I’ve given you directions for a basic 2×2 ribbed cuff that will be about 2″ tall.
The Cuff is one of three areas of a sock that usually trip up new sock knitters (they sometimes get experienced sock knitters, too!) along with The Heel Turn, and Closing the Toe.
Since we’re knitting a cuff down sock, you’re tackling the first hurdle right away.
The difficulties you encounter when starting will vary depending on how experienced a knitter you are in general and how you feel about double pointed needles.
First: Beware of twisted stitches. If you knit anything in the round–a hat, sleeves, etc., you already know what this is.
- Not a sock, but you can see the twist.
You want to ensure all the stitches are aligned and not flipped around the needles at all or you will get a permanent twist in your sock and have to start over. On double pointed needles be aware the twist might be between needles and you might have to rotate the entire needle, not just a few stitches.
Second: It’s going to be fiddly and floppy. People who aren’t accustomed to working on double points will especially have this issue. Have faith and stick with it. After a few rows the fabric will be substantial enough to offer stability and things will get easier.
If you are feeling impatient, there are a few ways to address this issue.
One option is to work the first few rows flat, then join to work in the round. You will have to go back and sew a little seam to close the gap. Some people find this is easier because it helps them avoid a twisted cast on and is more stable when they do start to work in the round.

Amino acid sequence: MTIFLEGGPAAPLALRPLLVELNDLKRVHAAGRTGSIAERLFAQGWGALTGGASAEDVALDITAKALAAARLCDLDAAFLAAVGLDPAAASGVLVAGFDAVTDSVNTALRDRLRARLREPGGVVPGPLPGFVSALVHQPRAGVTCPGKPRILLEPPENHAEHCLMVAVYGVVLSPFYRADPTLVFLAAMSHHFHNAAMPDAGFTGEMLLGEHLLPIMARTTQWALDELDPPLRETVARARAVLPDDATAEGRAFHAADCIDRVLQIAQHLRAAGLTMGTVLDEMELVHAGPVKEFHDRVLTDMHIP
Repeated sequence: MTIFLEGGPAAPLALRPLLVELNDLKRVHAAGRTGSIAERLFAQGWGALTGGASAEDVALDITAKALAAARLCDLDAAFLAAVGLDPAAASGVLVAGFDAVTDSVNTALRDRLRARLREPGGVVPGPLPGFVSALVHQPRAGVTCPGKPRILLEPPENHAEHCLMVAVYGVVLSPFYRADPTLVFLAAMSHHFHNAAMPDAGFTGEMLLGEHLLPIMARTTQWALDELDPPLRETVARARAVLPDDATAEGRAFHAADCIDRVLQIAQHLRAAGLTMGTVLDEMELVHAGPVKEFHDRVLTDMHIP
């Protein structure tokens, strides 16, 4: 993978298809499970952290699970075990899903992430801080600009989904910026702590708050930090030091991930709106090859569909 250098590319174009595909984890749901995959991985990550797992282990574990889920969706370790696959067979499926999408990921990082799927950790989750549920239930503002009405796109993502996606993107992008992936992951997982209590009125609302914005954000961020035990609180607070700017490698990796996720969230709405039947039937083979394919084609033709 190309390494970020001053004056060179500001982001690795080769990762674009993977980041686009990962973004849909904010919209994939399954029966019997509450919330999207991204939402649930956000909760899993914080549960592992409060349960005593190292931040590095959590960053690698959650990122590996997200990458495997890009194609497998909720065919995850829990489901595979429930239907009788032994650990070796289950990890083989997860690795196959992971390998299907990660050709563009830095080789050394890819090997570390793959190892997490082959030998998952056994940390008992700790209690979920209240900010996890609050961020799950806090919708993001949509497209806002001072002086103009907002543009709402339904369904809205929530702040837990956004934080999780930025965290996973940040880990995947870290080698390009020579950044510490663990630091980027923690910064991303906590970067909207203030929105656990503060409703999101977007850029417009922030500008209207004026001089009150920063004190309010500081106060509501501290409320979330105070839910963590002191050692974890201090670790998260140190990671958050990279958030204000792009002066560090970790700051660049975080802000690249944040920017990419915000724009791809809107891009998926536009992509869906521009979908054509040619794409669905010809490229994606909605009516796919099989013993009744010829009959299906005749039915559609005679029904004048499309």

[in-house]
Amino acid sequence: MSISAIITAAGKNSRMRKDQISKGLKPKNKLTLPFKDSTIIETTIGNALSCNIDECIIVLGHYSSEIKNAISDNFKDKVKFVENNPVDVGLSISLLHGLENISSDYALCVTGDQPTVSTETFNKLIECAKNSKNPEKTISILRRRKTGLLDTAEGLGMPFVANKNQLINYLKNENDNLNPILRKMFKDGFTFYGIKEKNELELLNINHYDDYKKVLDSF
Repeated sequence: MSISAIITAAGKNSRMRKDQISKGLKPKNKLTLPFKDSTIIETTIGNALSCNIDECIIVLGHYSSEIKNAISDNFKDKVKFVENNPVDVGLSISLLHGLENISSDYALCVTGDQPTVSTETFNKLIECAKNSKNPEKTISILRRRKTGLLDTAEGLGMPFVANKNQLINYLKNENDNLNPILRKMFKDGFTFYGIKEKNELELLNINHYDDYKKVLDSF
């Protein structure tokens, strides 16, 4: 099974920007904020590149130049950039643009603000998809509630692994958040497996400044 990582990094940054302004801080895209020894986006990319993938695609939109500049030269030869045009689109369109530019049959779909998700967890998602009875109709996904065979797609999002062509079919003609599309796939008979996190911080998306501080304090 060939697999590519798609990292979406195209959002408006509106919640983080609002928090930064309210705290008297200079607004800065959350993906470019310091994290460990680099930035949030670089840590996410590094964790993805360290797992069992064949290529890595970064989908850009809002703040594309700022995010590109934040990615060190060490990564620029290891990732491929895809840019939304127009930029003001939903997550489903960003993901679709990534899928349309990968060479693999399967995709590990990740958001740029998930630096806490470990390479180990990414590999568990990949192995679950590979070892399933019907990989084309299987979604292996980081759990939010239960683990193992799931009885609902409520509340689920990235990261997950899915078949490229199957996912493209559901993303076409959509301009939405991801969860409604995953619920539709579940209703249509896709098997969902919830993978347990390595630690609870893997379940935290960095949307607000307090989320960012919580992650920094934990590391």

Another option is to knit your sock on two circular needles instead of double pointed needles. Many local yarn stores offer classes in this method. There are also books devoted to this method that should be easy to find at your local yarn store.
Finally, you can use the “magic loop” method. This is done by using a very, very long circular needle and sliding the stitches around on the cable and needle tips. Again, you can find classes and books for this method at your local yarn store.
While we’re knitting a standard 2×2 rib for our cuff, keep in mind you have options. You can use different combinations of ribbing (1×1, 1×2, etc), make a ruffle, or continue the pattern.
But this is your first sock, so we’re keeping it simple.
“Getting Started Knitting Socks” by Ann Budd and “Sensational Knitted Socks” by Charlene Schurch are both good reference books. Ask for them at your local yarn store.
There are pictures of working in the round on DPNs on the For Dummies website.
Sometimes when you join to knit in the round the first stitch pulls out and you end up with an ugly gap and a long strand at the start of your row.
You can avoid this gap by swapping the first and last cast on stitches.
Step 1: Bring the needle tips together. Slip the first stitch on the left hand needle (the first stitch you cast on) to the right hand needle without working it.
Step 2: Use the tip of the left needle to grab the second stitch on the right hand needle (the last stitch you cast on) and bring it over the first stitch as though you were binding off, but don’t drop the stitch. Keep it on the left hand needle. It is now your first stitch.
Step 3: Tug on the tail left from your cast on to tighten up the slipped over stitch. Begin knitting while pretending you didn’t just move stitches around.